Every era of jewelry design has a specific style. Think about the bold colors of the Art Deco Era or the enamel floral designs from the Art Nouveau period.
The same thing can be said about music. Musical styles have evolved over time and surprisingly, there are a lot of similarities between the jewelry people were wearing and the music they were listening to.
I’m not sure if you’ve heard of a little-known guy, Ludwig van Beethoven, but he was a pretty big deal during the Georgian era, as was Beethoven's 5th Symphony. You’ve probably heard it before, you know, ba ba ba buuuum...ba ba ba buuuum. Yeah, that’s that one.
The rich, complex composition of this song is evocative of the heavy and bold jewelry that was made during the Georgian era. This ring is a great example of some Georgian era bling.
Parlous songs were a popular way to entertain guests at parties during the Victorian era. Just the like Victorian era jewelry, parlor songs tended to be delicate and romantic in nature.
Written in 1884 by composer James Lynam Molloy and lyricist G. Clifton Bingham, the song Love's Old Sweet Song was a common parlor tune.
Composers during the Art Nouveau era made an effort to separate themselves from their predecessors. Richard Strauss wrote operas with raw and powerful melodies. His innovative orcestrations were in sharp contrast to the delicate and structured music that had come before.
Jewelry from this era is equally unique and is easy to spot. Realistic nature inspired designs from dragonflies to floral scenes were everywhere you looked.
Elegance and fun, from music to the jewelry, the Edwardian era was made for the rich. This is the era of the Titanic. The music from this era is made for easy listening during a beautiful dinner on a yacht with dancing to follow.
That elegant playful style is mirrored in the jewelry from this era. Intricate details made from platinum were meant to be worn and admired.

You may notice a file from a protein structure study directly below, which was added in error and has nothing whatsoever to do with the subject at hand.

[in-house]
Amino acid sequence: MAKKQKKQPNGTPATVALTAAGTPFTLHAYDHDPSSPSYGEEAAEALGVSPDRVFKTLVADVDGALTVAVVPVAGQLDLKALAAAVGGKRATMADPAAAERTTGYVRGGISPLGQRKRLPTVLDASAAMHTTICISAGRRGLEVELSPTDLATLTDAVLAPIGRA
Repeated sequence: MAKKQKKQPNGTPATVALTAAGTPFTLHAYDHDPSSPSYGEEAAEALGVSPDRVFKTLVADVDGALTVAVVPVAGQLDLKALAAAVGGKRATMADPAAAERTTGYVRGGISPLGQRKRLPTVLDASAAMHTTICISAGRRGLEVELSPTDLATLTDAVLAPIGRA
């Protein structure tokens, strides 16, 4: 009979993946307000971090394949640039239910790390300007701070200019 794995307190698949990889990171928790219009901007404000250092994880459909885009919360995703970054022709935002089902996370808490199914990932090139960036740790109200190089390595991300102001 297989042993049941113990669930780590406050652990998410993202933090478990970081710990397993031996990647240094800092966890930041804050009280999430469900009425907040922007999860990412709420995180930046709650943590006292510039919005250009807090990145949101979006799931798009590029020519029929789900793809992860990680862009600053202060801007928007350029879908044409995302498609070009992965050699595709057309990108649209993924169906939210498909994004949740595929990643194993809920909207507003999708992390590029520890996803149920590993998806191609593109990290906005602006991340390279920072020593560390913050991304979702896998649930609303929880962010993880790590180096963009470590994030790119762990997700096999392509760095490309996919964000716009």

The music of the Art Deco era is bold and different. Skirts were shorter and music was louder. Flappers were dancing the night away. It was a total change from anything that had been popular in previous eras.
The same bold and daring sensibility that you find in music from this era can be seen in Art Deco jewelry, with contrasting colors and sharp architectural designs.
Purse strings were tighter during the Retro era, with the Great Depression still fresh in people's minds, but the economy was starting to look up. With the start of WWII, The Andrews Sisters were topping the charts with hits like Boogie Woogie Bugle Boy.
While jewelry was starting to make a comeback after the Great Depression, platinum was in high demand for the war. Yellow gold became the metal of choice and less expensive gemstones, like pearls, took center stage.
Fashion and design were everything in the Mid-century Modern era. Movie stars were the height of fashion and woman were all about dressing like their favorite silver screen actresses with statement jewelry pieces.
Big name stars, like Doris Day, didn’t stop with film. They made their way into the music world and topped the charts.